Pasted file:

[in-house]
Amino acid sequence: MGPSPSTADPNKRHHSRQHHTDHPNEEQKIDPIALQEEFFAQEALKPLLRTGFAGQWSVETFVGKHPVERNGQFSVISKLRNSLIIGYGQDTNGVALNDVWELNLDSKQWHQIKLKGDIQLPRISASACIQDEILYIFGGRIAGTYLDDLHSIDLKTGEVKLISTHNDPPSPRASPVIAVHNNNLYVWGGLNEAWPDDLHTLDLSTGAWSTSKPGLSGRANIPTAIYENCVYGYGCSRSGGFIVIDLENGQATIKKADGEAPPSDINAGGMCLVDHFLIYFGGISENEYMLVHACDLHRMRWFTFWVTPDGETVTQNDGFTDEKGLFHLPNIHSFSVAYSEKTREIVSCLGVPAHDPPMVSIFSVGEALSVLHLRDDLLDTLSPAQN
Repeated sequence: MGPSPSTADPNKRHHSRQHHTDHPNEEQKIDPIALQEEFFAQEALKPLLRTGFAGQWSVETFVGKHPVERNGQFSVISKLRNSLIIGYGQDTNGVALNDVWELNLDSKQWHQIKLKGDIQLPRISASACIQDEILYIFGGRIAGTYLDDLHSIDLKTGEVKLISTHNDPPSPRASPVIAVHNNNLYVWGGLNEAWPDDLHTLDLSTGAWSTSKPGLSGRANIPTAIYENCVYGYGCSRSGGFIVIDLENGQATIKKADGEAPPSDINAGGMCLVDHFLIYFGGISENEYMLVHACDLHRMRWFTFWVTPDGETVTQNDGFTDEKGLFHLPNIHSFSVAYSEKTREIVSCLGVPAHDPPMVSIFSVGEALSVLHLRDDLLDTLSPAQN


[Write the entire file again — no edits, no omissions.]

[in-house]
Amino acid sequence: MGPSPSTADPNKRHHSRQHHTDHPNEEQKIDPIALQEEFFAQEALKPLLRTGFAGQWSVETFVGKHPVERNGQFSVISKLRNSLIIGYGQDTNGVALNDVWELNLDSKQWHQIKLKGDIQLPRISASACIQDEILYIFGGRIAGTYLDDLHSIDLKTGEVKLISTHNDPPSPRASPVIAVHNNNLYVWGGLNEAWPDDLHTLDLSTGAWSTSKPGLSGRANIPTAIYENCVYGYGCSRSGGFIVIDLENGQATIKKADGEAPPSDINAGGMCLVDHFLIYFGGISENEYMLVHACDLHRMRWFTFWVTPDGETVTQNDGFTDEKGLFHLPNIHSFSVAYSEKTREIVSCLGVPAHDPPMVSIFSVGEALSVLHLRDDLLDTLSPAQN
Repeated sequence: MGPSPSTADPNKRHHSRQHHTDHPNEEQKIDPIALQEEFFAQEALKPLLRTGFAGQWSVETFVGKHPVERNGQFSVISKLRNSLIIGYGQDTNGVALNDVWELNLDSKQWHQIKLKGDIQLPRISASACIQDEILYIFGGRIAGTYLDDLHSIDLKTGEVKLISTHNDPPSPRASPVIAVHNNNLYVWGGLNEAWPDDLHTLDLSTGAWSTSKPGLSGRANIPTAIYENCVYGYGCSRSGGFIVIDLENGQATIKKADGEAPPSDINAGGMCLVDHFLIYFGGISENEYMLVHACDLHRMRWFTFWVTPDGETVTQNDGFTDEKGLFHLPNIHSFSVAYSEKTREIVSCLGVPAHDPPMVSIFSVGEALSVLHLRDDLLDTLSPAQN